The best cup-distributor in our crew was also the youngest. Well, she may not have been the most efficient, but she brought a smile to the most runners’ faces. She was a beautiful young lady, about eight or ten years old, and she distributed three cups at a time—one in each hand, and one balanced on her head. If she stood very still and the runner was coordinated and not too fast, it worked well. I hope she didn’t try it with the leaders.

By this time, nearly all the work was done. The westbound (first) side of Hydration Station #3 had already been broken down, and the equipment was neatly stacked in the median. I didn’t even see it happen. One young man had raked cups for several blocks, all the way to the stop lights on either side of our crossover. He searched the bushes and pulled out every stray cup. The trash bags were filled, tied, and stacked. We cheered for the remaining runners, with an especially loud cheer for the last runner. With all of us helping, it took almost no time to clean up the eastbound side, rake the cups, stack the equipment, and empty the Water Monster.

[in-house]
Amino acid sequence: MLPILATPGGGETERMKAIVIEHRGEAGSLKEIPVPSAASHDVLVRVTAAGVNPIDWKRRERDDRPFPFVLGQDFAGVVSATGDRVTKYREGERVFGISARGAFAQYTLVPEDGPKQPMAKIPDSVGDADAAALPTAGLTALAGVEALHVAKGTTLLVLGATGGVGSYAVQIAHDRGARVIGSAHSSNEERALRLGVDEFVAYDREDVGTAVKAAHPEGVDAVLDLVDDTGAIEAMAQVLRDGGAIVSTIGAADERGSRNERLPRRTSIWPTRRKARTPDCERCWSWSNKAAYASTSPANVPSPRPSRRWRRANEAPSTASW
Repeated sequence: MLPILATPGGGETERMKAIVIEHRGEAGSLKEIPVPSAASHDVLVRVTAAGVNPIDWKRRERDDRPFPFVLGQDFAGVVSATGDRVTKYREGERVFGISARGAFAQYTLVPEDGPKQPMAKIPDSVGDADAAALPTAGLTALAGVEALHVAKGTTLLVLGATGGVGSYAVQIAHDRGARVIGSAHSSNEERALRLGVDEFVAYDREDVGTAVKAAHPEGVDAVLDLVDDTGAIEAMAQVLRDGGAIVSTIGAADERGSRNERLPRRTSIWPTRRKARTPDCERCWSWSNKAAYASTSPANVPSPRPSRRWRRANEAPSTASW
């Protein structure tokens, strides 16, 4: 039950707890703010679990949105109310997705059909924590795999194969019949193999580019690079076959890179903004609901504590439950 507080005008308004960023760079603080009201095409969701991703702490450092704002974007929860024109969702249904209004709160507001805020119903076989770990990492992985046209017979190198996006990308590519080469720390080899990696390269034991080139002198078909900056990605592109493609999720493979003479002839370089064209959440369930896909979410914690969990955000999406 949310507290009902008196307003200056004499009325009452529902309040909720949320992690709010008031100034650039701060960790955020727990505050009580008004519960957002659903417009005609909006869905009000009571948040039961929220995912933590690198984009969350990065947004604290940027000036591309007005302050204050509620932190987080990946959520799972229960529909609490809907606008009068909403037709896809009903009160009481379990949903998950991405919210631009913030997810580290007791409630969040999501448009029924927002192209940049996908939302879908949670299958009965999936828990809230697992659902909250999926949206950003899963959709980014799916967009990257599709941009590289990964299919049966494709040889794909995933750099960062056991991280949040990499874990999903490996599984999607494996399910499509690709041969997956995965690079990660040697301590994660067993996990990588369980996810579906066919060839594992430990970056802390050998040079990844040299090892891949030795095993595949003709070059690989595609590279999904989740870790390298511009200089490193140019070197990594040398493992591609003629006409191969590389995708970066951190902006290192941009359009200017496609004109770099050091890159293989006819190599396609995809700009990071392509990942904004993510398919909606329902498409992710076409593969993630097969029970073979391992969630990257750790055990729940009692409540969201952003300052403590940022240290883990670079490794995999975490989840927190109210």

As an extra-special bonus on a special day, I got to say hello to my friend Fred, as he grabbed some water on his way to the finish line. Three years ago, I had the honor of running the first couple miles of the 10 for Texas with him. At that time, he was 83 and the oldest runner in the race. He’s still at it.

What a marvelous morning. I was sad to see it end, and sad to say goodbye to my crewmates. Before the race started, I was determined to run the 10 for Texas next year. Now, I’d almost rather volunteer again, especially if it meant reuniting with my Hydration Station #3 team. Next year, we’ll know all the tricks from the get-go, and we’ll get it right the first time.